An exhibition featuring artwork created by several artist/scientist teams from Indiana University departments.
Grunwald Gallery of Art, 1201 E. 7th St, Bloominton IN 47405
August 30-October 11, 2013, Tuesday-Saturday, 12-4 pm or by appointment; closed Sunday and Monday
For the current show at the Grunwald Gallery of Art, artists and scientists teamed up to create collaborative projects that have their origins in scientific images, recordings or imaging techniques. A very literal interpretation of the network idea lies at the core of video artist Arthur Liou’s project for the exhibition Imagining Science. For his video installation Sonnet 27, Liou, teamed up with two scientists to produce a meditation about our brain’s internal communication system.
Through the Center for Integrative Photographic Studies– a campus consortium that brings together all of the people who incorporate photography into their work—from artists to journalists to scientists, Liou connected with Jim Powers, who manages the Light Microscopy Imaging Center, a microscope facility available for researchers at IU. Having worked with microscopic imagery in the past, Liou–who teaches digital art and video in IU’s Hope School of Fine Arts–embarked on his project for Imagining Science–
“I thought I was going to make some really attractive images with cells,” Liou recalls, “something that was energetic and emotional. But I had no idea what I was going to work with.”
With a connection to live microscopic imaging and another to music by Melody Eötvös, a doctoral student at the Jacobs School of music who had scored previous video projects Arthur had made, he some essential raw materials for his piece, but the ideas weren’t quite there.
“But once I got to know Alex’s research,” Liou avers, ” it was a really eye-opening experience.”
Alex Straiker, research faculty member of the psychology department in the neuroscience program, studies the brain’s internal signaling system. Liou became acquainted with Straiker’s research into the endogenous signaling system that is activated by cannabinoids–chemical compounds that are found in plant form–but that are also created by the human body itself. The form of the compound that’s created “in-house”, so to speak, is called an “endocannabinoid”. And the body also has a system of receptors that those compounds can plug into.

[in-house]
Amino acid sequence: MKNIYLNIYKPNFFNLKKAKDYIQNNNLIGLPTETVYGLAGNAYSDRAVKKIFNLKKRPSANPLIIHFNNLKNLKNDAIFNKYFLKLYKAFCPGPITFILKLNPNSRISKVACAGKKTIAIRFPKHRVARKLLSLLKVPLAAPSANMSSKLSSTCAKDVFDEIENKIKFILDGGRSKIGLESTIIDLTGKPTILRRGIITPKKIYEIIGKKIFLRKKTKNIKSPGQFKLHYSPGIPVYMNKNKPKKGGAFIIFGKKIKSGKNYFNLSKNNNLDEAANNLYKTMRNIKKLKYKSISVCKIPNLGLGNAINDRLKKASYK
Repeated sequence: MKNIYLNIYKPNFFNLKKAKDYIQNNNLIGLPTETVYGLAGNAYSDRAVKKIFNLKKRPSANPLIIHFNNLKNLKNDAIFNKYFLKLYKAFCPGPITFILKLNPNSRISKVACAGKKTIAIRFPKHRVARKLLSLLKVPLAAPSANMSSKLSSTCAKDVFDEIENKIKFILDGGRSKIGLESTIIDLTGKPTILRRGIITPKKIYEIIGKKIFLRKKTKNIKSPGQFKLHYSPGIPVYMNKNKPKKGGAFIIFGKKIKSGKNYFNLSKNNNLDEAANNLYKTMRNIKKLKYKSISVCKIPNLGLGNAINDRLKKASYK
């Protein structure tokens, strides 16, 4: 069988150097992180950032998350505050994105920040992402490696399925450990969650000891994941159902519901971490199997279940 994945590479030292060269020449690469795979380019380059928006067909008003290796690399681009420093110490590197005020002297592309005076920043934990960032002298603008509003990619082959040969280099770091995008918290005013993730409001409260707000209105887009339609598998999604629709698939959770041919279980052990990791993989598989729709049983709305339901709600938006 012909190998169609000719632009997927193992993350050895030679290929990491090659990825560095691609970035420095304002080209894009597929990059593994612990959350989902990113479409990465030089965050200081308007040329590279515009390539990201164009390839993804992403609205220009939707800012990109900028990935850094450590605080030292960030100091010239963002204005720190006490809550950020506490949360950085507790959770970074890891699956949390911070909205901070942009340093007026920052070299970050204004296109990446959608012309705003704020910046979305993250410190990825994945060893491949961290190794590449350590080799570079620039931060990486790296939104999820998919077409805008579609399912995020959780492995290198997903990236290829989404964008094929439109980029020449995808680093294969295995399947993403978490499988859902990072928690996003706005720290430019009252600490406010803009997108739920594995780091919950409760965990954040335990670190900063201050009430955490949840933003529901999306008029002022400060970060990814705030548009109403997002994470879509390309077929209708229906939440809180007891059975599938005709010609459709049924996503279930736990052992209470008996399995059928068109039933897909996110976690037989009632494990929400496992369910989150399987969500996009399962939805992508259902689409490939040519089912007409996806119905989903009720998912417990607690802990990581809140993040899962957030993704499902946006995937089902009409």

So when someone smokes marijuana, or when the endogenous signaling system is somehow activated by our own endocannabinoids, “You’ll have all kinds of effects,” Straiker asserts, “a drop in body temperature, an effect on the olfactory system, effects on memory, but the fact is that the first thing people experience is euphoria.”
That probably isn’t a newsflash to any generation since Woodstock. But what is fairly newsworthy–something that Straiker’s lab has been studying over the last decade–is that the euphoria, the memory suppression, and other physiological effects of smoking pot are a function of a different neural signaling system than had been previously studied–that is, the system that carries messages from neuron A to neuron B.
“The idea is that [cannabinoids] serve as a feedback inhibitor,” concludes Straiker, “At a given neuronal circuit, that’s what they do.” In other words, cannabinoids reverse the feedback loop, even in the most colloquial understanding of that expression. They activate a retrograde signaling system. This is the way that neuron B gets to talk back to neuron A.
“This is a way of hijacking the system,” he states.
Research has demonstrated that mice that lack cannabinoid receptors are unable to forget a painful experience. Better understanding this endogenous signaling system may have implications for people suffering from post-traumatic stress disorder.
The particular role that cannabinoids play in forgetting became the driver of Liou’s video project. Having recently endured a family tragedy, Liou was intrigued by the idea that the brain might have its own process for suppressing painful memories. Beginning with live imaging of neural networks produced at the microscopy center, Liou’s film started to take shape.
Footage of pulsing neural hubs with rays shooting off of them in seemingly erratic patterns is embedded within a narrative set in a prehistoric era, suggested by the presence of a human creating pigment and making paintings on a cave wall. We see a marijuana plant, thrown onto a fire, after which we’re taken on cinematic journey from the microscopic neural landscape through a variety of panoramic wildlife scenes and ultimately back to the cave. But it’s by no means a travelogue.
“The landscape sequence is meant to suggest some kind of mind travel,” Liou explains.
The theme of traversing an emotional landscape exists in another source that inspired the project. In his research, Liou found scholarly speculation that Shakespeare had used marijuana in composing his sonnets. That thematic overlap led him to discovering Sonnet 27, in which a restless sleeper longs for a distant beloved.
Liou gave his film the same name, as a memorial.